Dana Loesch: Tea parties mean we are at war 

During a CPAC panel on tea parties, St. Louis, Mo., blogger/radio host Dana Loesch (who also helped organize a number of tea party events) insisted that "we are at war." Further, she noted, that we have to stop being so polite.

What I love about conservatives is that we're so polite. But you can throw manners out the window when we are trying to save Liberty. We have an ACORN problem in St. Louis. We have a lot of purple shirts in St. Louis. We have lots of bars that are infested by liberals. Go there and talk about how you love the Constitution and Ronald Reagan.

She went on to talk about her and her husband going to dinner, and engaging diners at nearby tables whose conversations they overhear, with which they disagree.

This is, of course, activist sentiment, but this is a veritable minefield when viewed from the outside. Being polite doesn't mean being passive, but interrupting dinner conversations in restaurants is no way to turn the tide. In fact, clashing with the left in this manner may be the most unproductive method of "winning hearts and minds."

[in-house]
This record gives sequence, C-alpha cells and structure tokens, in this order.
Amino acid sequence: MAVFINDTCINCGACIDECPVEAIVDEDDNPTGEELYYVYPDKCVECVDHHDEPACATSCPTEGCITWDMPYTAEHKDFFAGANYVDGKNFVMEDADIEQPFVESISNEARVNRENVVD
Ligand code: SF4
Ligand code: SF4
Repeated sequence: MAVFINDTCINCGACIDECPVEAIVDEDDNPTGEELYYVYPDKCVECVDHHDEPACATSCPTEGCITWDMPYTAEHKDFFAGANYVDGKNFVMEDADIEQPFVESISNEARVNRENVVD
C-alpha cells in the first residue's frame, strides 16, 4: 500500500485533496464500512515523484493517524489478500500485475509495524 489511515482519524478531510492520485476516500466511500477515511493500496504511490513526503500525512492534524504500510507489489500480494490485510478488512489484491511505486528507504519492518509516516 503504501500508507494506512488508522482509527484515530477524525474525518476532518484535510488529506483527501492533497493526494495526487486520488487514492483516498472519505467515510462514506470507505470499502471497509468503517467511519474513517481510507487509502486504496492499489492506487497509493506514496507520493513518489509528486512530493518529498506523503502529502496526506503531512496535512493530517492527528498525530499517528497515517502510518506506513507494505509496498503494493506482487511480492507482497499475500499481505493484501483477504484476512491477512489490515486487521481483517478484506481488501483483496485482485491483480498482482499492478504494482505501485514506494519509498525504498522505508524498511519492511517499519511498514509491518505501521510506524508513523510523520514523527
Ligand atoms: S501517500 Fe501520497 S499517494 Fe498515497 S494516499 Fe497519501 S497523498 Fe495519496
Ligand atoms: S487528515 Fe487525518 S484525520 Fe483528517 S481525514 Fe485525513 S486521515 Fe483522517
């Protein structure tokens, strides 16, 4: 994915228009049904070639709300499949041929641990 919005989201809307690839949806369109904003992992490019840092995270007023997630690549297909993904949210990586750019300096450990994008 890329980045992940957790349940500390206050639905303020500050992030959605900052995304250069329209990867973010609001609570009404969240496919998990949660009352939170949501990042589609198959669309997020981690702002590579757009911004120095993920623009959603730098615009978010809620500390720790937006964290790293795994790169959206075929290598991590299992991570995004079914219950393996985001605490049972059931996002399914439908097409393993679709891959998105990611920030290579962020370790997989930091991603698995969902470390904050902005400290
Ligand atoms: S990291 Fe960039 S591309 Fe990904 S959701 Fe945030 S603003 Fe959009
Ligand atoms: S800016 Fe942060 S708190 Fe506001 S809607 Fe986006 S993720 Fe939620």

For example: There is a difference between a column recycling well-known tropes about liberal media bias and criticizing Democrats for their love of big government and a column that draws upon data to show the stimulus didn't work despite bureaucrat promises, or a column that sheds light on financial reports from ACORN.

The former sounds like blowing steam. The latter is changing minds and informing the masses.

Loesch knows her stuff, yes, and certainly these aren't mutually exclusive. She goes out there and helps motivate people to speak out. But the approach she suggests in this particular talk could easily be mistaken for a rallying cry for angry yelling. She must realize that when it comes to making change, it's not about who yells loudest, but who actually makes people want to listen.

Claiming that the tea parties and conservative activists have declared war on the left only serves to marginalize the right. The tea parties are a counter-revolution against the attempts of the left to overturn the very limited government tradition that makes our nation unique. The left is radical. Not the tea parties.

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